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HealthManaging diabetes in the age of Covid

Covid-19 is far more serious for those with Type 2 diabetes.
Anna PukasJuly 2, 20207 min
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One thing we have learned about the coronavirus is that it is far more serious for those with an underlying health condition. One of those conditions is diabetes, which makes the virus especially dangerous for the Middle East.

Diabetics are not necessarily more likely to catch Covid-19. But if they do catch it, they are more likely to face serious complications and require intensive care. And since Type 2 diabetes (T2D) is related to obesity and poor lifestyle, it has never been more important for diabetics to keep fit by managing their diet and exercising regularly.

That is the unanimous advice given by medical experts from the region who joined a webinar organized by the global pharmaceutical company, Boehringer Ingelheim.

Those with T2D are generally more vulnerable if exposed to Covid-19 because they have lower immunity, said Dr Paola Attalah, specialist in endocrinology at the Saint George Hospital University Medical Center in Beirut, the oldest hospital in Lebanon. Even more seriously, their lower immunity makes diabetics particularly vulnerable to diseases of the lungs — the very organs that the virus attacks most virulently.

High blood sugar levels create “a hosting environment” for the virus, leading to more complications for patients because of weaker immunity, explained Dr Mohammed Hassanein, senior consultant in endocrinology and diabetes at Dubai Hospital. He gave a sobering statistic: in the UAE and Kuwait, 40 percent of those who died from Covid-19 also had diabetes.

“Patients living with uncontrolled T2D face a higher risk of contracting the virus than patients living with controlled T2D,” he said. “It is therefore imperative that we educate patients on diabetes self-management and co-morbidities at this critical time. Follow the advice: avoid overeating, monitor blood glucose levels, drink water or unsweetened drinks. Regular physical activity is important.”

There are 39 million people currently living with diabetes in the Middle East and North Africa. The International Diabetes Federation estimates that by 2045, that number will have risen to 82 million.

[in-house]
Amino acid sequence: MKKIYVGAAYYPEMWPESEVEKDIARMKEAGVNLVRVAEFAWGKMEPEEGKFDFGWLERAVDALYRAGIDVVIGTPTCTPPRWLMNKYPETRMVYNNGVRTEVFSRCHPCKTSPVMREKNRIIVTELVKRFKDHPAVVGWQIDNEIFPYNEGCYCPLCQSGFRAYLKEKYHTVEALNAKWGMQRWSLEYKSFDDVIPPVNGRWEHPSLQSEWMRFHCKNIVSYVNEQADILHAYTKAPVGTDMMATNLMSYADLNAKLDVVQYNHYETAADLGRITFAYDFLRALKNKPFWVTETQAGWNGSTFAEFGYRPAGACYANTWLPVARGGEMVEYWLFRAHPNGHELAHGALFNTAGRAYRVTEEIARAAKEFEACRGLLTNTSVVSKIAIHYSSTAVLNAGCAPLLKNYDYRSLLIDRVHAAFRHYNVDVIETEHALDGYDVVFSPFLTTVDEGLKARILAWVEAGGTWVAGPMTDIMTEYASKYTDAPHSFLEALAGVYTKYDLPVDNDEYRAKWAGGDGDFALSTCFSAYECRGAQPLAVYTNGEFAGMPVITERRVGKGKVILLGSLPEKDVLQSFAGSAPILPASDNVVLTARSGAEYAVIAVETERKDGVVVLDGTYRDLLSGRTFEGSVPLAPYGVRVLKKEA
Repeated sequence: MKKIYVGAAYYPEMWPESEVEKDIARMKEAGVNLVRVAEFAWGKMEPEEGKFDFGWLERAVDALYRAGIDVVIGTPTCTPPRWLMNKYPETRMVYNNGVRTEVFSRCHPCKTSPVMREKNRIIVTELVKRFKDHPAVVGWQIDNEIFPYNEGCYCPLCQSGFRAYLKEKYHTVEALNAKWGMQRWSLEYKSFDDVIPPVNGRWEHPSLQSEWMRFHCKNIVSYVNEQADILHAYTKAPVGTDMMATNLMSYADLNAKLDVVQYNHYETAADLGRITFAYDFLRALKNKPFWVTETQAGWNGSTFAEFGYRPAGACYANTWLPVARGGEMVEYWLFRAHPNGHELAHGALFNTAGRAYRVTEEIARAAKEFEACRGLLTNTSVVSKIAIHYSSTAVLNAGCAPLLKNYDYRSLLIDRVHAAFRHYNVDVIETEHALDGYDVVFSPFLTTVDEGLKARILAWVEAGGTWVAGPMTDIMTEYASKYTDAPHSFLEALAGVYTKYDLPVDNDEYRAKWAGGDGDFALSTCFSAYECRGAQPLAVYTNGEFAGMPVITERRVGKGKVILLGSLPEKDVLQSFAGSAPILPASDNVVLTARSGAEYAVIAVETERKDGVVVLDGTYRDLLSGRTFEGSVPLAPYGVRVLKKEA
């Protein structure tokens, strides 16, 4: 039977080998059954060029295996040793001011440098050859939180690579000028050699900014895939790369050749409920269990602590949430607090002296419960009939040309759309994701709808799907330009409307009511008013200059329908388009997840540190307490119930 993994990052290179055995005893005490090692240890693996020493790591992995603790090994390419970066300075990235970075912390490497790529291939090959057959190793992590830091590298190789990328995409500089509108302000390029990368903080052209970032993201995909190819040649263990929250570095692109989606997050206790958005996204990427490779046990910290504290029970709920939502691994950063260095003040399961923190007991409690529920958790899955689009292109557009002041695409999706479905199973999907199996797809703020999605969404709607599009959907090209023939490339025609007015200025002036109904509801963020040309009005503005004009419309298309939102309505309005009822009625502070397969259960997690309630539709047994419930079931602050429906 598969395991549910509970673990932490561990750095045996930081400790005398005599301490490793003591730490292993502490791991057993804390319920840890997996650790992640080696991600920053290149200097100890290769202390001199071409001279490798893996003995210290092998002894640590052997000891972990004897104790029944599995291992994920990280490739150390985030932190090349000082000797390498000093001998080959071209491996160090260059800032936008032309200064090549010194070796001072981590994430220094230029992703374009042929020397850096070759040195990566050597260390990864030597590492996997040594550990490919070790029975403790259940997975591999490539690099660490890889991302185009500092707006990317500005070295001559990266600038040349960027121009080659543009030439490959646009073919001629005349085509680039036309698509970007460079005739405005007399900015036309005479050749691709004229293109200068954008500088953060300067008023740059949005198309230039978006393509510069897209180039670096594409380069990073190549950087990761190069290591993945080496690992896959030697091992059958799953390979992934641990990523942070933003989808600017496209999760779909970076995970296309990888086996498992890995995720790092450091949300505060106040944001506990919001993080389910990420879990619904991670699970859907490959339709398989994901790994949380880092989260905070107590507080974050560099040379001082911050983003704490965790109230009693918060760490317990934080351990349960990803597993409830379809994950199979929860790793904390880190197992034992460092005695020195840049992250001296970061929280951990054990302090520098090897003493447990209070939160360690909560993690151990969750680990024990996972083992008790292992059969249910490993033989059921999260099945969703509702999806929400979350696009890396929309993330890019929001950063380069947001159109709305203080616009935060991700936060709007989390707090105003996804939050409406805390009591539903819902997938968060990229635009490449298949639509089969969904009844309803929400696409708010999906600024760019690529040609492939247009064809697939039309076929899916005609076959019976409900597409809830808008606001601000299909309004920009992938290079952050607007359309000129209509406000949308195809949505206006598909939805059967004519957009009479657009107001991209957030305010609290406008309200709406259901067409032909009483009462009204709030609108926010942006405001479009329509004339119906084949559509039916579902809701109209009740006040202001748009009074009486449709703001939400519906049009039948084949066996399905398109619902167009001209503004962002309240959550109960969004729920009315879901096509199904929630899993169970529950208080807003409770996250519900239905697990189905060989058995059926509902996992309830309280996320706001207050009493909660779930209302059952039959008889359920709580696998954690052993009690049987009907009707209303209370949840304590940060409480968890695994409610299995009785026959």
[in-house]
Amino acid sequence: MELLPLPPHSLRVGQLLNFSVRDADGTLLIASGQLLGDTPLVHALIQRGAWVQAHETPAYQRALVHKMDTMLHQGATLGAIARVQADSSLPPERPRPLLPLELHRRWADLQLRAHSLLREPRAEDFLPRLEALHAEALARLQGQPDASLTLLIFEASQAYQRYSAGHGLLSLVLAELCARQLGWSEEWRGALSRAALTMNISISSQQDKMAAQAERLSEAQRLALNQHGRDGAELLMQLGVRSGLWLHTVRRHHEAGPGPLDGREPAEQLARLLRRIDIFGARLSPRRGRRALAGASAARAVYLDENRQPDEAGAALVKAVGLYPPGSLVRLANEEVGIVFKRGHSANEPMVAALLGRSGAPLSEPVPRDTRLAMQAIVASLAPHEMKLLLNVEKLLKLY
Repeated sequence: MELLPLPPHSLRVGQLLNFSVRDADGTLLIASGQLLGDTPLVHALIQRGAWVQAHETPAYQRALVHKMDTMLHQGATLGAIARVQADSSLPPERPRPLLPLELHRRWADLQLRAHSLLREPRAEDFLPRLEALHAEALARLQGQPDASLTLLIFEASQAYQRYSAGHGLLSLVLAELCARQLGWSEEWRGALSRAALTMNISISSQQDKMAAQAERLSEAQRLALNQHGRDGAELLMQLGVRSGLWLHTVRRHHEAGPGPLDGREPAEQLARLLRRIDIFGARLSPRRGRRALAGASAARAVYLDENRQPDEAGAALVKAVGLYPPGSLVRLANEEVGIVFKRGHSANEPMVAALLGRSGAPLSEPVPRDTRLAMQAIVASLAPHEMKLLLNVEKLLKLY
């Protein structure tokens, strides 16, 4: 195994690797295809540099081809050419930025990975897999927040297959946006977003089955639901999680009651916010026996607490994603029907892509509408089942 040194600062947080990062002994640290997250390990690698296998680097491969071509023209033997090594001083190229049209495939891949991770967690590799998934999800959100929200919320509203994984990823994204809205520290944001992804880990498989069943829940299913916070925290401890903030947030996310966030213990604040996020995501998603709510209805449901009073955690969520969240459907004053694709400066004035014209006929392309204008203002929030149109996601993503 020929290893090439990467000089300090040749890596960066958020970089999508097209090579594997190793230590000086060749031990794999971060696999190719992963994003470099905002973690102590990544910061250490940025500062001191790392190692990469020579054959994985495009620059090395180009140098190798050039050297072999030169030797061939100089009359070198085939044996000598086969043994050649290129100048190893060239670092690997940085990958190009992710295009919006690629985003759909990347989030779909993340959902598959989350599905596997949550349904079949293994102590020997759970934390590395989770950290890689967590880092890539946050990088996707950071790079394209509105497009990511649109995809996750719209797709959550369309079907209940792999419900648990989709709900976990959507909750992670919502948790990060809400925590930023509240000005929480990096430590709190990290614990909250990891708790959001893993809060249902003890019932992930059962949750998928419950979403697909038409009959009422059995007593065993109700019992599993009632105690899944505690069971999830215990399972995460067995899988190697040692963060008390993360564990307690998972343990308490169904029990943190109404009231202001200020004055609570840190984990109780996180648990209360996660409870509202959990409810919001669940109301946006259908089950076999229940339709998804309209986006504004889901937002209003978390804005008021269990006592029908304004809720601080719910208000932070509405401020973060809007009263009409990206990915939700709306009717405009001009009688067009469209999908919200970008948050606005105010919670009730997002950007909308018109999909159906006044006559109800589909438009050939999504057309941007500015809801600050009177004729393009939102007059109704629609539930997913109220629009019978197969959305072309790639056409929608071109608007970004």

Diabetes is a known risk factor for cardiovascular disease, as are high blood pressure and obesity — both conditions which are common in diabetics. Taken collectively, this means that those with T2D are four times more likely to die if they contract Covid-19.

Dr Eman Abdulrahman Shesha , director of the Endocrine and Diabetes Center at  King Salman Hospital in Riyadh, revealed that one in 11 adults between the ages of 20 and 79 has T2D in Saudi Arabia. Among Saudis over 65 years of age, the proportion is one in five. All cases are the result of poor lifestyle choices and people making little or no effort to control their condition. Ten percent of Saudi Arabia’s expenditure on health goes toward treating diabetes.

Dr Atallah said outcomes for diabetics had worsened during lockdown periods. People were being less careful about what they ate and restrictions on movement meant they took less exercise than usual or none. But as countries gradually resume normal working patterns and daily lives, those with T2D need to be extra careful. In fact, they should continue to work remotely and minimize contact with anyone outside their own household, she advised.

Stress levels and disruptions to diet and physical activity throughout Covid-19 could contribute to worsening outcomes for patients with Covid-19,” she said. “We should not forget the importance of sport and exercise. Staying at home doesn’t mean we should be sedentary.

“It is essential that patients regularly follow up with their doctors virtually, maintain a healthy diet and fitness routine, stock up on medical supplies and have an emergency contact on speed dial in case of dire situations.

She recommends keeping two months’ worth of medication in stock at all times.

Sugar levels directly affect immunity, said Dr Yehya Ghanem, Professor of Internal Medicine, Diabetes and Metabolism at the University of Alexandria and a member of Egypt’s national committee on diabetes.

“When there is high sugar, immunity is decreased. Controlling sugar is a good way of improving your immunity,” he said. “Good nutrition and exercise – they are the only way to improve.”

Anna Pukas

Anna Pukas has reported from all over the world as a foreign correspondent for British media. She is now an editor based in Abu Dhabi.

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